“I think that's an inherent difference that distinguishes South Carolina from 48 states and the federal government,” Crangle says. “Our government is a freak show in the sense that you have an abnormally powerful legislature doing things that legislatures in normal states don't do, like elect the judges and determine who the chief justice is.”
He’s sent a letter to Toal and her opponent in this winter’s race, Costa Pleicones, asking that the two recuse themselves from hearing the Harrell arguments because the speaker’s electioneering in their election represented a potential conflict of interest.
Meanwhile, as Wilson pushes his probe into the speaker, Crangle says, he wouldn’t have the black eye he’s sporting from his own campaign finance mess if the state had publicly funded elections for attorney general, a proposal Common Cause has long advocated.
As Crangle researches his book on Lost Trust, he’s feeling a sense of déjà vu. The state still has an extremely troubled political system and a law enforcement culture that tends to look the other way at potential public corruption, he says. For instance, the Lost Trust sting was not triggered by any legislators or local and state law enforcement, but rather by federal authorities. He sees the genesis of the recent high-stakes investigation into the speaker similarly. Outside groups like Common Cause, the Policy Council think tank and the media had to initiate it. Questions about Harrell's finances or business dealings hadn't been raised inside government or law enforcement in the near-decade he's been speaker or since he was elected to the House in 1993.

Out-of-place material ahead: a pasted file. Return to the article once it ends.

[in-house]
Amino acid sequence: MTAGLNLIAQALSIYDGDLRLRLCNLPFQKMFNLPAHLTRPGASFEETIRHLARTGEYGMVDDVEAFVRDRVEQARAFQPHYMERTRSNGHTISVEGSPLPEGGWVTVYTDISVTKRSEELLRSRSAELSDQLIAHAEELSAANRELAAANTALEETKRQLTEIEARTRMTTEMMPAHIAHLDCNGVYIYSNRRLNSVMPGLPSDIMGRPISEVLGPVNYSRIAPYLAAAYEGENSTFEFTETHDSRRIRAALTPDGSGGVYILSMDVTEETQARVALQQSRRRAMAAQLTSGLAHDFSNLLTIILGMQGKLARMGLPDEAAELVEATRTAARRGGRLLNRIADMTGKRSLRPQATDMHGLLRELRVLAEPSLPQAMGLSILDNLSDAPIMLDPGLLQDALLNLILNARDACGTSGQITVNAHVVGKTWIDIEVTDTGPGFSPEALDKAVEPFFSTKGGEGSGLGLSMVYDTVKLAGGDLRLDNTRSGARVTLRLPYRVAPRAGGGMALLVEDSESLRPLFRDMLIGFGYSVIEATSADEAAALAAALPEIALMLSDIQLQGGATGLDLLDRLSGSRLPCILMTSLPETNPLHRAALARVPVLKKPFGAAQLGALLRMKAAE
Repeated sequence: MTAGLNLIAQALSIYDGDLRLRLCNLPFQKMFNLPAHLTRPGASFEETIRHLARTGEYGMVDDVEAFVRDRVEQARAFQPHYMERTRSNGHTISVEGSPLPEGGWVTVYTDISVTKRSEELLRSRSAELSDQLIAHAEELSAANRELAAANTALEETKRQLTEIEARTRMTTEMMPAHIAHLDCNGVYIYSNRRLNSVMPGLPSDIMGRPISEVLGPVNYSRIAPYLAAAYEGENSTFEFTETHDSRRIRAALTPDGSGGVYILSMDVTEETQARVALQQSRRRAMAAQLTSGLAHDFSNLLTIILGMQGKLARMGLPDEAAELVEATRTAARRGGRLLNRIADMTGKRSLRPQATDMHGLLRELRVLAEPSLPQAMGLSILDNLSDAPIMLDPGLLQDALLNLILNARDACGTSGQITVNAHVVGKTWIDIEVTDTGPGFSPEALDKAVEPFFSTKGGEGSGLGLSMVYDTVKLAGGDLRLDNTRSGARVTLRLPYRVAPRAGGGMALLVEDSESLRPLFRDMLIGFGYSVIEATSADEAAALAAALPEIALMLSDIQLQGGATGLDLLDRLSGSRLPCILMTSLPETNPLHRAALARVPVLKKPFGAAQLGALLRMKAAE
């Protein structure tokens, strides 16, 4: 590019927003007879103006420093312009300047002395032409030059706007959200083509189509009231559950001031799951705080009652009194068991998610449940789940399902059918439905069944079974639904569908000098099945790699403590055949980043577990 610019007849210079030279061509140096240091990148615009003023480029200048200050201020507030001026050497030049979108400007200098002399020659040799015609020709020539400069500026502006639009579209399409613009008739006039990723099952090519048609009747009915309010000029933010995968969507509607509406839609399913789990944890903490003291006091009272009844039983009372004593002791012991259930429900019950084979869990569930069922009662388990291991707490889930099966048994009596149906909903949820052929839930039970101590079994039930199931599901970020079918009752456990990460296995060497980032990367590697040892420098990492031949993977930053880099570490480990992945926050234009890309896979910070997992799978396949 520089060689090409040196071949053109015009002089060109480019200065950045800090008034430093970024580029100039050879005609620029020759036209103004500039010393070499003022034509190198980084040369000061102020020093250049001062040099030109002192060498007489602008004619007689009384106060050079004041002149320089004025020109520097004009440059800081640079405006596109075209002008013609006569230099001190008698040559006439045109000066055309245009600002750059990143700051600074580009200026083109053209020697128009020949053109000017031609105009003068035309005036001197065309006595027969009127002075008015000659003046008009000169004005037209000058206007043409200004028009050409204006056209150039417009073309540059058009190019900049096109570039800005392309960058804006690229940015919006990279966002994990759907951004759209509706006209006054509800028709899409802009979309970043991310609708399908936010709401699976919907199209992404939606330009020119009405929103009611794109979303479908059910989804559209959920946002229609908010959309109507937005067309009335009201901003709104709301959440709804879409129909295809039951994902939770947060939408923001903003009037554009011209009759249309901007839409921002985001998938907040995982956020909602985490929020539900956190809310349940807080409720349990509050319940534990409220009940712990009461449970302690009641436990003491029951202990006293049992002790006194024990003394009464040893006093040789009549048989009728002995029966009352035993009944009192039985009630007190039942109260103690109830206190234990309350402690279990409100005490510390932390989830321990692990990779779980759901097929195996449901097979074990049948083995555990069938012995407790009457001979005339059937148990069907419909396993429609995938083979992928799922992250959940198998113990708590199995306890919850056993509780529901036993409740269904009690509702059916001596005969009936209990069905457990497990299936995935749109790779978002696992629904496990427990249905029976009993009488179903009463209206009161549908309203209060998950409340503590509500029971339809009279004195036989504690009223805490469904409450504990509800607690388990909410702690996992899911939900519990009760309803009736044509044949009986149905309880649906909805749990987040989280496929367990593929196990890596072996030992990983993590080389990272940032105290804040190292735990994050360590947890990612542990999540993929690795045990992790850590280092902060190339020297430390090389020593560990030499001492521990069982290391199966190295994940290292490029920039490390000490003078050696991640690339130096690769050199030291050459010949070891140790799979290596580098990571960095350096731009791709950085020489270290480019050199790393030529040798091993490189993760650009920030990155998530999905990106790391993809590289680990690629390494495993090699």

“Wilson didn’t want to do this; it took a cattle prod to get him moving in the right direction,” Crangle says, adding that the current AG is the first person “to really go after a high-profile political figure at the state level in my memory.”
Back in his office at the Statehouse complex, Wilson has been working as late as 11 p.m. preparing for the June 24 showdown at the high court; he's expected to personally argue before the five justices. “No man in this country is so high that he is above the law,” prosecutors in his office wrote in a 50-page legal brief for the hearing. The brief also called it “inconceivable that the General Assembly intended to make legislators a protected class as compared to other state officials and employees, to be prosecuted only when their colleagues consent.”
But even after the arguments take place in what's likely to be a packed courtroom just a block from the Statehouse, it’s becoming clear that this strange story won’t likely end even there.
“If the Supreme Court shuts down the state grand jury,” says Wilson, “what's to say we just don't keep investigating outside of the state grand jury?”